CBD Oil and MS: What Does Science Say?

November 27, 2019

Cannabis, as our regular readers will know, is made up of chemical compounds called cannabinoids. There are about 60 kinds of these champs!

One that's dear to our hearts is cannabidiol, also known as CBD. And we're glad to say it is enjoying a well-earned rise in popularity for its therapeutic potential.

Some of our customers and readers ask...

What's the News on CBD Oil and MS?

Cannabis has been available in the majority of U.S. states for certain medical conditions—including multiple sclerosis. People with MS may be aware of a cannabis-based prescription treatment called Sativex. Does it work? Reports are mixed. A 2014 study found Sativex did not stop tremors. It found some effectiveness for pain, spasticity (stiffness), and bladder problems. It doesn't help everyone with MS, and it's not widely available.

But now, since the U.S. legalization of hemp oil, therapeutic uses of CBD are finding broad social acceptance. So, some people with MS have explored various ways to use CBD, which is legal and available over the counter, to help ease their symptoms.

Are they on the right track?

Fortunately, literature on CBD and MS research is available. Let's take a look.

Research on CBD Oil and Multiple Sclerosis

Multiple sclerosis impacts the central nervous system. Its effects are felt by more than two million people around the world. The symptoms often include pain, swelling, muscle spasticity, fatigue, and depression. These issues can impair physical mobility and be detrimental to people’s careers and life experiences.

In 2018, the research journal Frontiers in Neurology published the article Cannabidiol to Improve Mobility in People with Multiple Sclerosis. In the article, scientists Thorsten Rudroff (University of Colorado School of Medicine) and Jacob Sosnoff (Department of Kinesiology and Community Health, University of Illinois at Urbana-Champaign) observe that no current treatment halts or cures MS related symptoms, so many people with MS seek complementary forms of MS treatment such as cannabis.

The plant contains CBD in a concentrated form, they note. While offering an excellent safety profile, there is evidence, the scientists report, that CBD also has numerous beneficial traits, which are:

  • Anti-inflammatory,
  • Antioxidative,
  • Antipsychotic, and
  • Neuroprotective.

The team also answers a question that people want to know when asking how to use CBD oil or hemp oil. Continual use at high doses — up to 1,500 mg per day — is well tolerated in the human system. (For a starting point, when planning a dosage for CBD oil and multiple sclerosis, check out this CBD dosage calculator that uses crowdsourced data.)

A Growing Phenomenon

The National Multiple Sclerosis Society hosted an intriguing survey, which Rudroff and Sonoff mention. It found 66% of respondents with MS use cannabis in some way for mobility or other symptom treatment. The growing public appreciation for CBD oil benefits will raise this number, the researchers predict.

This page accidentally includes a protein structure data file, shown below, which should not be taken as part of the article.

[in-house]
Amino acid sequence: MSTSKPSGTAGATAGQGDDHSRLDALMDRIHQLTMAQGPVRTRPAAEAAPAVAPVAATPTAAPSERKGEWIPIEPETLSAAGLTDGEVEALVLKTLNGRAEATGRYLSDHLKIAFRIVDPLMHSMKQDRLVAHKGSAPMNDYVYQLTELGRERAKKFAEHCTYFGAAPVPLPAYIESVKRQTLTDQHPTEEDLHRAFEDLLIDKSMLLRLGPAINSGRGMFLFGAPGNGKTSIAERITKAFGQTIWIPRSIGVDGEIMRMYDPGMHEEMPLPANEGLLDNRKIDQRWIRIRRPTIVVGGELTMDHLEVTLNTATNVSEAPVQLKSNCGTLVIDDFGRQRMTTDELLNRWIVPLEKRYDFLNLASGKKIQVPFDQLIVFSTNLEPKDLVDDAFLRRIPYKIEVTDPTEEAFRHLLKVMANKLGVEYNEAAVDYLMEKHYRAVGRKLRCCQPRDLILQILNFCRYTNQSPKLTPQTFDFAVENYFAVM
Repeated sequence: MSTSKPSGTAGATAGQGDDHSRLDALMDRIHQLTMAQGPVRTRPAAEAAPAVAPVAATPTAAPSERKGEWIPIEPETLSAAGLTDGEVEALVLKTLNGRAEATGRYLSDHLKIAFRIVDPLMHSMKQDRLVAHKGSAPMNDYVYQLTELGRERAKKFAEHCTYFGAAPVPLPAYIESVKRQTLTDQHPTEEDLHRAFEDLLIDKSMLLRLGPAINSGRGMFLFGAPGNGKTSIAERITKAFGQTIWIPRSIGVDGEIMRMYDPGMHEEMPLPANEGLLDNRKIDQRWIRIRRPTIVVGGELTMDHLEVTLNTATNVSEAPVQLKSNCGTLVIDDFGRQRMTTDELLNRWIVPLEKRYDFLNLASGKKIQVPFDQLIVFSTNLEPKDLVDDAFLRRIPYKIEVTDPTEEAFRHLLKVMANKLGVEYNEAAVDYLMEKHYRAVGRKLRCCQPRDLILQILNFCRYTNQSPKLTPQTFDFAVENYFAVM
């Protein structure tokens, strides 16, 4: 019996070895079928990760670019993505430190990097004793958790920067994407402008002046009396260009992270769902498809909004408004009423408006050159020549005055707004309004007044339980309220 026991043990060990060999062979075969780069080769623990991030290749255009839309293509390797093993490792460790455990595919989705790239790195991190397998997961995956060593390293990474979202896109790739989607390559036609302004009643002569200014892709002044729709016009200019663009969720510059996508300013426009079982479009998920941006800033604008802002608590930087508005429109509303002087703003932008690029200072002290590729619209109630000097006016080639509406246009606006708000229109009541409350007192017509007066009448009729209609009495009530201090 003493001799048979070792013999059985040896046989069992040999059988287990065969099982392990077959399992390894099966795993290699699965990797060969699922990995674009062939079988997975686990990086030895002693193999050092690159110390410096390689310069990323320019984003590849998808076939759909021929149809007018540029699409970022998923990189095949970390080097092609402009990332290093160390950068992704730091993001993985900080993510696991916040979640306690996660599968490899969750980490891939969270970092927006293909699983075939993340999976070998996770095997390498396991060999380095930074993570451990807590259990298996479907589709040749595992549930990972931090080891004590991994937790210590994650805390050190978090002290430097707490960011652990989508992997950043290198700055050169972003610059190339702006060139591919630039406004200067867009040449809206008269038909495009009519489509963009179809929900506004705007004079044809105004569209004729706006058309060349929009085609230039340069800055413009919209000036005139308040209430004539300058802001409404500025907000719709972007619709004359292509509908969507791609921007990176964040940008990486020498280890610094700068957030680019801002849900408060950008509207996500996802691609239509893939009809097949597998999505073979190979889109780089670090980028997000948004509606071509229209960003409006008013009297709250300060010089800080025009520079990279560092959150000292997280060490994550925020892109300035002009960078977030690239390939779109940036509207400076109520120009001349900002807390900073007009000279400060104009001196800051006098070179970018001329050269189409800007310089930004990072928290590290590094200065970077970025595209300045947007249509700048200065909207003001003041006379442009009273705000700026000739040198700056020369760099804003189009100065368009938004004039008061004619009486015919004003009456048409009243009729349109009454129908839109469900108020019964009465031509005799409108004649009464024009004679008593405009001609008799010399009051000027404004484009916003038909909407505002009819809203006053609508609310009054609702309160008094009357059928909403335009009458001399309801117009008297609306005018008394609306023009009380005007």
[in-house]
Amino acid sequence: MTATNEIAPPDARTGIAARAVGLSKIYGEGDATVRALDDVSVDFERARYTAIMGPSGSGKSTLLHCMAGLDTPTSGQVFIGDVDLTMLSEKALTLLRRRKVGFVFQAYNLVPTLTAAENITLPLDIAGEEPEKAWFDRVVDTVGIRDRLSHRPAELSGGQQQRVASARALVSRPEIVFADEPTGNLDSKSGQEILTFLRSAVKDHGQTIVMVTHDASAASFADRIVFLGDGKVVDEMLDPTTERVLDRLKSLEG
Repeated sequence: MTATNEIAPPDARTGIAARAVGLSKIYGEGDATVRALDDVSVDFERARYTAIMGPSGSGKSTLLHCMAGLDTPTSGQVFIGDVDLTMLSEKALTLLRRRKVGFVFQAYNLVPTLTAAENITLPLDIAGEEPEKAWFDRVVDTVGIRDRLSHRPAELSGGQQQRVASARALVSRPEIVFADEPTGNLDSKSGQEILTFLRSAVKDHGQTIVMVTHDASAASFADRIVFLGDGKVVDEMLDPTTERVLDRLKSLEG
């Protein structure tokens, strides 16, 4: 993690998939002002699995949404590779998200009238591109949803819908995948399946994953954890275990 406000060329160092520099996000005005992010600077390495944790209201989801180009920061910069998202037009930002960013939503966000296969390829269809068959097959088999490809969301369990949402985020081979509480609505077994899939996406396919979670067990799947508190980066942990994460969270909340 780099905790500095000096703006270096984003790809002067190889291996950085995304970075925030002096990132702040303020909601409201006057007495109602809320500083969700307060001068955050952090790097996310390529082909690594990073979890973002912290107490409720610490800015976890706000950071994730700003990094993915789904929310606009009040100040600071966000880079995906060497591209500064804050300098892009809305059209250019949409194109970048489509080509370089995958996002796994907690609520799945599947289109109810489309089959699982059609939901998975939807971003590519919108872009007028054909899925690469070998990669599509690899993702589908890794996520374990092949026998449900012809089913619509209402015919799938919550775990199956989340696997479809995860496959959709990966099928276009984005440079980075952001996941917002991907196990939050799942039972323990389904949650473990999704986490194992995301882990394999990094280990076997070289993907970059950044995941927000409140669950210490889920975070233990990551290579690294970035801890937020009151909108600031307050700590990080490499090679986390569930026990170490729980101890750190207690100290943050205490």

Cannabis derivatives with a high CBD ratio reduce pain and stiffness, according to Rudroff and Sonoff.

What do the medical academies say?

  • In 2017, the U.S. National Academies of Sciences, Engineering and Medicine (NASEM) reported that people who took cannabinoids orally said it eased their muscle stiffness.
  • The American Academy of Neurology (AAN) reviewed the research available to it in 2014. The Academy found that cannabinoids were well-received and helpful to people suffering from muscle stiffness and pain.

The American Academy of Neurology has highlighted cannabis’ safety profile as well as these benefits. Given pharmaceutical drugs' side effects and the way they hinder rehabilitation, Rudroff and Sonoff state, currently prescribed drugs would be best completely or partially replaced by cannabinoids. "It is our opinion," they add, "that CBD supplementation maybe advisable" for people with MS, to ease pain, fatigue, and muscle spasms, and to improve mobility.

Based on our reading of this research paper, we believe:

Some people with MS who take CBD oil for pain or muscle stiffness might find some benefit, when other treatments have failed.

This reading by Mtiva is subjective. We do not provide it as medical advice or as a third-party verification — nor are we permitted to do so by law.

Mtiva recognizes that MS is notoriously difficult to treat. Many people with MS are in the position of looking for anything that might work.

CBD Oil and MS Drugs: Complementary?

CBD and other plant-derived cannabinoids, when in very high doses, can potentially interact with many prescription drugs. For this reason, the researchers urge people who currently take any prescribed medicines to talk to a doctor about taking CBD or any cannabinoids.

Mtiva also urges you to check with your doctor for individualized advice before your begin or change a CBD schedule — especially if you are taking prescribed medicines. Of course, the research done in making this article available is for our readers' general information only, and should not be taken as medical advice.

So, the scientific consensus on CBD oil so far?

It can safely bring benefits to those who seek help for difficult-to-treat symptoms. It has no psychoactive effects. Yet it's important to research the brand your choose, select pure, hemp-derived oil, and to converse with your medical professional about CBD. If we can answer any questions about our products or our quality, please contact us.

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